We welcome Carter Rhea as our guest blogger and a co-author of a paper that is the subject of our latest press release. Carter completed his undergraduate degree in astronomy at the College of Charleston in Charleston South Carolina. Afterwards, he obtained a master’s degree in scientific computing and computational mechanics at Duke University. Instead of continuing with a PhD, he decided to return to astronomy. He just finished his master’s degree at l’Université de Montréal and will be continuing his Ph.D. there.
Galaxy clusters are an exceptional class of object – they are the largest structures in the Universe held together by gravity, and contain hundreds or thousands of individual galaxies, unseen dark matter, and a vast amount of hot gas that gives off X-rays.
In 2015, a team of astronomers led by Tracy Webb at McGill University in Montréal released the first study of SpARCS1049, which was quickly recognized as an exceptional member of this exceptional class. The team’s optical, infrared, and ultraviolet observations of this galaxy cluster revealed a complex structure of clumpy, cool emission regions forming a tail that trails away from the cluster’s central galaxy. As a reminder, galaxy clusters are the largest structures in the Universe held together by gravity. They are made up of three main things: hundreds or thousands of individual galaxies, unseen dark matter, and a vast amount of hot gas that gives off X-rays.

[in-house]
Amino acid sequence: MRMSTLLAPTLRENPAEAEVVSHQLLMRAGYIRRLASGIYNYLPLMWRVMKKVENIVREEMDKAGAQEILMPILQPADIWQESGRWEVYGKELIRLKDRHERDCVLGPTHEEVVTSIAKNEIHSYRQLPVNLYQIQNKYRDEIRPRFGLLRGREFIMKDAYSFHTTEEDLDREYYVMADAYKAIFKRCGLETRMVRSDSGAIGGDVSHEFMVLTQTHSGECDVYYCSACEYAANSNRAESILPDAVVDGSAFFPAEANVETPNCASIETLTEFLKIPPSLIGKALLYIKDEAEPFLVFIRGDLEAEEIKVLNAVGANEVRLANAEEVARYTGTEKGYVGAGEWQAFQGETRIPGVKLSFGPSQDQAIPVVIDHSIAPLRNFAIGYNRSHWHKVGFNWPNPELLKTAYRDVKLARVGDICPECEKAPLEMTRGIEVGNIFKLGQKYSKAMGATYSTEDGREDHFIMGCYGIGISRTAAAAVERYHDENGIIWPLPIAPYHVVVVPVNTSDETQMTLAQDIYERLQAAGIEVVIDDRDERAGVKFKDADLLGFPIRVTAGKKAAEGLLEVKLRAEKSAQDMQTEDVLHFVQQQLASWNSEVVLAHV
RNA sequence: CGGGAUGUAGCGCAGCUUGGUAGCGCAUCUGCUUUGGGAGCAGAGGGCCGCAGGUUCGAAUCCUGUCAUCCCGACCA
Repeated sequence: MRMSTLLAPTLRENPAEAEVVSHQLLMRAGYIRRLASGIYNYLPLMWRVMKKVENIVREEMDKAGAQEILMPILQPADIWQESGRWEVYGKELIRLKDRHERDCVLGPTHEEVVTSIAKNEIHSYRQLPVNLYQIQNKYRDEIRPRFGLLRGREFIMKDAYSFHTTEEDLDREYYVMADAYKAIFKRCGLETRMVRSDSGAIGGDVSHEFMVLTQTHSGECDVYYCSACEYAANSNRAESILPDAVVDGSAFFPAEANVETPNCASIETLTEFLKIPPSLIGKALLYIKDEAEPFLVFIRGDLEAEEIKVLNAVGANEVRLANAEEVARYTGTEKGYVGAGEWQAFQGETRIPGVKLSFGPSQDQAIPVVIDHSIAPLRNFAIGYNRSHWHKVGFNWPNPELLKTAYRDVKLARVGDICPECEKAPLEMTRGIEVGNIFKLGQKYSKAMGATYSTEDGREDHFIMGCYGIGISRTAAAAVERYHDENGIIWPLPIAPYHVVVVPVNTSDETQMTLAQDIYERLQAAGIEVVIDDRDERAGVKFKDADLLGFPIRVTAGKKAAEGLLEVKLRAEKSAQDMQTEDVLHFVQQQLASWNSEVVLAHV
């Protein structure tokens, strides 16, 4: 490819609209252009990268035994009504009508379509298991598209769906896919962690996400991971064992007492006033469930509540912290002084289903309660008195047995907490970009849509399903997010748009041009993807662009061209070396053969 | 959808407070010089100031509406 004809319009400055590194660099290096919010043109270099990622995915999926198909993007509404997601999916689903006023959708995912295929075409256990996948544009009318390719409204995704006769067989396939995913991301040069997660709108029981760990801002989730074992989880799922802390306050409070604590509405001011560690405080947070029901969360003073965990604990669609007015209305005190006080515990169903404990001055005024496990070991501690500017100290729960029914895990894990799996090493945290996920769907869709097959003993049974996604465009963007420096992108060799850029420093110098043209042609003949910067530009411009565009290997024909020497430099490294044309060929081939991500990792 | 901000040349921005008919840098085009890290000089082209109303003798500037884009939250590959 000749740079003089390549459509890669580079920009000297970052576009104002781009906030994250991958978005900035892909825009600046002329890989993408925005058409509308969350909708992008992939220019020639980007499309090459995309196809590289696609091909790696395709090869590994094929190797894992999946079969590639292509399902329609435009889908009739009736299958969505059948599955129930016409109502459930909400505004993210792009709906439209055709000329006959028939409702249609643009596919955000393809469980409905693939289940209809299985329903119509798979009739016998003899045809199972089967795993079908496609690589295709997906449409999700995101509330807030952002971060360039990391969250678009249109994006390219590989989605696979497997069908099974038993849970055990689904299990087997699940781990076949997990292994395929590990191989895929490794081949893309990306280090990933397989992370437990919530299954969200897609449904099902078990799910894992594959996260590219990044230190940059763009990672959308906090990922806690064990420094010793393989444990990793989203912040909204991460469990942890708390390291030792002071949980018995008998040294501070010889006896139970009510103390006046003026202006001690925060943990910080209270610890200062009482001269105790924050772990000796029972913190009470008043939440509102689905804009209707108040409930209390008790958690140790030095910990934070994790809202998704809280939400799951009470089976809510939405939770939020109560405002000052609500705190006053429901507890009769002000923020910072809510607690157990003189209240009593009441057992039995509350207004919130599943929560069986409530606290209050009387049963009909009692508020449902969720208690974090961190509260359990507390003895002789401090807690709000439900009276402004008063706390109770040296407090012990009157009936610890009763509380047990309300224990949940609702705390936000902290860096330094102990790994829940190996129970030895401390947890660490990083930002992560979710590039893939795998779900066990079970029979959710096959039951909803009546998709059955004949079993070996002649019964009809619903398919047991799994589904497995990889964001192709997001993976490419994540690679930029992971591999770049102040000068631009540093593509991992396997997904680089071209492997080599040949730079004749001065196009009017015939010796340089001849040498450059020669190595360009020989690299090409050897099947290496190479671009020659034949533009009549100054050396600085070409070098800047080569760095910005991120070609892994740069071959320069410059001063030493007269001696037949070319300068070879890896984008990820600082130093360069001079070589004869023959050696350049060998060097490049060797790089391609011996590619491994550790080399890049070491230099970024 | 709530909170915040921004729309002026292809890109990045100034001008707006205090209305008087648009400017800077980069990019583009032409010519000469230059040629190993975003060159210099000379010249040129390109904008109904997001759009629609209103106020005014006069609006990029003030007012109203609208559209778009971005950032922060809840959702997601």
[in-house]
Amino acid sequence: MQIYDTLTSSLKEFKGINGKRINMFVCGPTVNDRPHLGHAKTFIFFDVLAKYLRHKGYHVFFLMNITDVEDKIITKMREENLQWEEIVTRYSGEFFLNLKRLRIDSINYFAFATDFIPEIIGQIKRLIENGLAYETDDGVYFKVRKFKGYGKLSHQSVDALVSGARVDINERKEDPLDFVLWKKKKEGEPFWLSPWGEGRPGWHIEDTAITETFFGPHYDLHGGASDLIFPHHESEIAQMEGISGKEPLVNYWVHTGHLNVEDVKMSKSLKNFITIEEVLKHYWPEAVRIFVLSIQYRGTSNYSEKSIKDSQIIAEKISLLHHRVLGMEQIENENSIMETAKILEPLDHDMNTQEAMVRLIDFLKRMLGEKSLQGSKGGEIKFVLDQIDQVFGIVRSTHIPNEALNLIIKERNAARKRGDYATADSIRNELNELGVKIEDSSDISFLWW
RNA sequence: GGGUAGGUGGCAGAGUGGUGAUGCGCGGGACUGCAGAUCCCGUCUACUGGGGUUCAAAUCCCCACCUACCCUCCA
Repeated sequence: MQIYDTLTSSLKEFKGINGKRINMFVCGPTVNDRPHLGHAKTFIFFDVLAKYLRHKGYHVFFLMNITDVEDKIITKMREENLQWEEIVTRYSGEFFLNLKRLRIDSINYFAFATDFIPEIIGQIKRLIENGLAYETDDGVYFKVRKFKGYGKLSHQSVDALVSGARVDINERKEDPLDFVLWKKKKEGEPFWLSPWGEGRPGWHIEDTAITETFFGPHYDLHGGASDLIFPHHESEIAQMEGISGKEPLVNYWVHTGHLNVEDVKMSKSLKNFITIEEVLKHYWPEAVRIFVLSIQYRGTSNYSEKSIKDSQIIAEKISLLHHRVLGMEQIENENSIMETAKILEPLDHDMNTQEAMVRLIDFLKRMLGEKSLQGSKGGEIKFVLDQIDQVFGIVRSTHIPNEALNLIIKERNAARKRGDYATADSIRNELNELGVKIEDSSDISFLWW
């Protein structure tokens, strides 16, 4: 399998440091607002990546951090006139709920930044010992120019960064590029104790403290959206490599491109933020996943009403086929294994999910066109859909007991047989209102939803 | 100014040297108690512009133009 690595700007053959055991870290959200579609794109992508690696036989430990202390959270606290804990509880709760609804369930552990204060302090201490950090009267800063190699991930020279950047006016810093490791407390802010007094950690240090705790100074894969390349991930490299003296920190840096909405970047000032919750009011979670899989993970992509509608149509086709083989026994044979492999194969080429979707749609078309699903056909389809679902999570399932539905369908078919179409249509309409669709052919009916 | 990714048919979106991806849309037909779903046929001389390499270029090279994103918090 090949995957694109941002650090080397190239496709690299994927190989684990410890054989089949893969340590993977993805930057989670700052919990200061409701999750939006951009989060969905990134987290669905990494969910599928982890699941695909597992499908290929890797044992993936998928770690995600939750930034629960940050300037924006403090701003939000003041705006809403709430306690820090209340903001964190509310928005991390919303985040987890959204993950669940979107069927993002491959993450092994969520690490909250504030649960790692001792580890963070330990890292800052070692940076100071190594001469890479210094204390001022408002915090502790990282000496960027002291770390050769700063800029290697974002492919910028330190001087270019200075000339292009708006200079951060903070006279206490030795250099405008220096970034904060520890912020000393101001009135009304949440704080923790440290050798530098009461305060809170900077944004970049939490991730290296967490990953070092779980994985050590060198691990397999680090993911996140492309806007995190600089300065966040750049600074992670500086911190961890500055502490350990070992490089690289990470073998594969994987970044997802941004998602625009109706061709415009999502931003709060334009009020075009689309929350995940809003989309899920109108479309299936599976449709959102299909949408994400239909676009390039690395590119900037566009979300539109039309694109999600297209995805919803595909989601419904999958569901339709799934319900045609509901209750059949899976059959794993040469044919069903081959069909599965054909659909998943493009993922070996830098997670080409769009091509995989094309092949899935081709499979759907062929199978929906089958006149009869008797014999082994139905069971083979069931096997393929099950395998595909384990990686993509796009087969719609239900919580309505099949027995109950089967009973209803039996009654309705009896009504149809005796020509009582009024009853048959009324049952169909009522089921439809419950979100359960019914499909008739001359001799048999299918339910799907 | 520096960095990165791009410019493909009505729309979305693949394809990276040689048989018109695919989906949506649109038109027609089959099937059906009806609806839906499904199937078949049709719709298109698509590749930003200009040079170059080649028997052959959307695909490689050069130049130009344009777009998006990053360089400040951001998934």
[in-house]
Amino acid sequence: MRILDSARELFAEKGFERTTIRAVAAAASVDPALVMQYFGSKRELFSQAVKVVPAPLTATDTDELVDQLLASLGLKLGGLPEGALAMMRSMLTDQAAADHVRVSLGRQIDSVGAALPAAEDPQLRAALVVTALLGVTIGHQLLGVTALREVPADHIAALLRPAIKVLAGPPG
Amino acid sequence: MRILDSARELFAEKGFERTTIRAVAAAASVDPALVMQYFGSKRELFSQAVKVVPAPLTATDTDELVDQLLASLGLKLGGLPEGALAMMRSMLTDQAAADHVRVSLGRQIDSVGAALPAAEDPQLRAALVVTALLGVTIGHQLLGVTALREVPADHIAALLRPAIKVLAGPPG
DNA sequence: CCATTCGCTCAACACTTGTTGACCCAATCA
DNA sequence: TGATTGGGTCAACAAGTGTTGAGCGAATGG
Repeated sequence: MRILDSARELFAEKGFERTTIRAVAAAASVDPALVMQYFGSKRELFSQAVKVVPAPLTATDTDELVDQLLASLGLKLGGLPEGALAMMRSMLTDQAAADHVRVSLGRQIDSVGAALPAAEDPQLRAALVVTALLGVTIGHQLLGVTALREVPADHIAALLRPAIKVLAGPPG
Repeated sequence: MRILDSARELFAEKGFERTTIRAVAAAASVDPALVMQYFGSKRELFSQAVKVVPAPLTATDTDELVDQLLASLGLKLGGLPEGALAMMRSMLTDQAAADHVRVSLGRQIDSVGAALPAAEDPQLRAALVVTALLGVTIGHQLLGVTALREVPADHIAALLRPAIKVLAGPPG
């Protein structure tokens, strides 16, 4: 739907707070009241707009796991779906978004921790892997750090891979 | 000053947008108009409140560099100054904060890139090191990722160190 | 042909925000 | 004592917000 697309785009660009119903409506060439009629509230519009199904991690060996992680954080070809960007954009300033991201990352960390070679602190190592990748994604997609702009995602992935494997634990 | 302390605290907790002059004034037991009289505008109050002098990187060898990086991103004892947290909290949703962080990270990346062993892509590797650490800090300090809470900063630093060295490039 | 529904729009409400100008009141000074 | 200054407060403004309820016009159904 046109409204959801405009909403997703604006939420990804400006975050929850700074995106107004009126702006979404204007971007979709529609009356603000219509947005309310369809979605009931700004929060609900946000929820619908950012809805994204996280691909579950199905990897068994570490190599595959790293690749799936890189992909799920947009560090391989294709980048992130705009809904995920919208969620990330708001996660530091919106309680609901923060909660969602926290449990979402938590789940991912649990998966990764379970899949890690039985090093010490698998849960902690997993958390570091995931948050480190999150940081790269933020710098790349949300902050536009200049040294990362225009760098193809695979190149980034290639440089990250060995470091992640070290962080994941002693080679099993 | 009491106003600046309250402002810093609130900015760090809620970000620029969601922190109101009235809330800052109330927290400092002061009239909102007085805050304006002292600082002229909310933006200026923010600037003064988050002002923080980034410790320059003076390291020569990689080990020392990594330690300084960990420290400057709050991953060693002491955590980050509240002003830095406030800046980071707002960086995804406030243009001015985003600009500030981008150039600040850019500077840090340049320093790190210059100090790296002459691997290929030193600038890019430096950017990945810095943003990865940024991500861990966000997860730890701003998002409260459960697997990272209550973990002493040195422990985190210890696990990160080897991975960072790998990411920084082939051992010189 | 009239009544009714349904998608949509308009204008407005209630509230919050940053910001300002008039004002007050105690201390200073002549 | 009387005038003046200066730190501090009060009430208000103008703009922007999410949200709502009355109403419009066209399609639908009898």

These regions, also known as “tidal tails,” are usually the remnants of a smaller galaxy that has merged with the central galaxy. Studying the near-infrared images revealed a truly surprising fact: the region around the central galaxy was forming stars at a prodigious rate of nearly 900 solar masses per year! (For comparison, our own galaxy -- the Milky Way -- is creating stars at a pedestrian rate of 3 solar masses per year.)